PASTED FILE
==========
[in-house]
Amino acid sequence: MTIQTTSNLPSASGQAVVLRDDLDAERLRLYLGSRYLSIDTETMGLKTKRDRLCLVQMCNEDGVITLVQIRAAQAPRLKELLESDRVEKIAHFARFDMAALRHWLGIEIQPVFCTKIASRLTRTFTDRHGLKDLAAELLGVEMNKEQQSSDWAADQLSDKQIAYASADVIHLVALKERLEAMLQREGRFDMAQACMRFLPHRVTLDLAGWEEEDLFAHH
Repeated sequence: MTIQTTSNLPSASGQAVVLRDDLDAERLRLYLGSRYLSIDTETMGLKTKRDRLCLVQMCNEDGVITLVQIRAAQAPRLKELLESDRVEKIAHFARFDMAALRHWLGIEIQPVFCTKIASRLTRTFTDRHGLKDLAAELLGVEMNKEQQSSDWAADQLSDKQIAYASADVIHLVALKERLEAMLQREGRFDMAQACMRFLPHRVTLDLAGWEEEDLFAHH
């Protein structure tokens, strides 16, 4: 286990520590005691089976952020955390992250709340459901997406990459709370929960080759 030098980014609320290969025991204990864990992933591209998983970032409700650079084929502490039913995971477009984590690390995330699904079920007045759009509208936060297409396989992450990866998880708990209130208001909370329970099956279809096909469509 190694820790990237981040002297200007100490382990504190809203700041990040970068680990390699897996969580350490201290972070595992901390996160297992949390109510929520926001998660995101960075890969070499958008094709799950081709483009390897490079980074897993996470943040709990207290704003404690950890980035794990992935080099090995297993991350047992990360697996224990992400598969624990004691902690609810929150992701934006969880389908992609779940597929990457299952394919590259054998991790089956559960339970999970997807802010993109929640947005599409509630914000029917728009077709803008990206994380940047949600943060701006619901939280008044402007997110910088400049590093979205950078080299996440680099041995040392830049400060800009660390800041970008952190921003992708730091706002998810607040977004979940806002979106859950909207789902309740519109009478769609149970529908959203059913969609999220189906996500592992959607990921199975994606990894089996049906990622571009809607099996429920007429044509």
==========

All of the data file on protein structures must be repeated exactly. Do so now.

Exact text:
[in-house]
Amino acid sequence: MTIQTTSNLPSASGQAVVLRDDLDAERLRLYLGSRYLSIDTETMGLKTKRDRLCLVQMCNEDGVITLVQIRAAQAPRLKELLESDRVEKIAHFARFDMAALRHWLGIEIQPVFCTKIASRLTRTFTDRHGLKDLAAELLGVEMNKEQQSSDWAADQLSDKQIAYASADVIHLVALKERLEAMLQREGRFDMAQACMRFLPHRVTLDLAGWEEEDLFAHH
Repeated sequence: MTIQTTSNLPSASGQAVVLRDDLDAERLRLYLGSRYLSIDTETMGLKTKRDRLCLVQMCNEDGVITLVQIRAAQAPRLKELLESDRVEKIAHFARFDMAALRHWLGIEIQPVFCTKIASRLTRTFTDRHGLKDLAAELLGVEMNKEQQSSDWAADQLSDKQIAYASADVIHLVALKERLEAMLQREGRFDMAQACMRFLPHRVTLDLAGWEEEDLFAHH
């Protein structure tokens, strides 16, 4: 286990520590005691089976952020955390992250709340459901997406990459709370929960080759 030098980014609320290969025991204990864990992933591209998983970032409700650079084929502490039913995971477009984590690390995330699904079920007045759009509208936060297409396989992450990866998880708990209130208001909370329970099956279809096909469509 190694820790990237981040002297200007100490382990504190809203700041990040970068680990390699897996969580350490201290972070595992901390996160297992949390109510929520926001998660995101960075890969070499958008094709799950081709483009390897490079980074897993996470943040709990207290704003404690950890980035794990992935080099090995297993991350047992990360697996224990992400598969624990004691902690609810929150992701934006969880389908992609779940597929990457299952394919590259054998991790089956559960339970999970997807802010993109929640947005599409509630914000029917728009077709803008990206994380940047949600943060701006619901939280008044402007997110910088400049590093979205950078080299996440680099041995040392830049400060800009660390800041970008952190921003992708730091706002998810607040977004979940806002979106859950909207789902309740519109009478769609149970529908959203059913969609999220189906996500592992959607990921199975994606990894089996049906990622571009809607099996429920007429044509």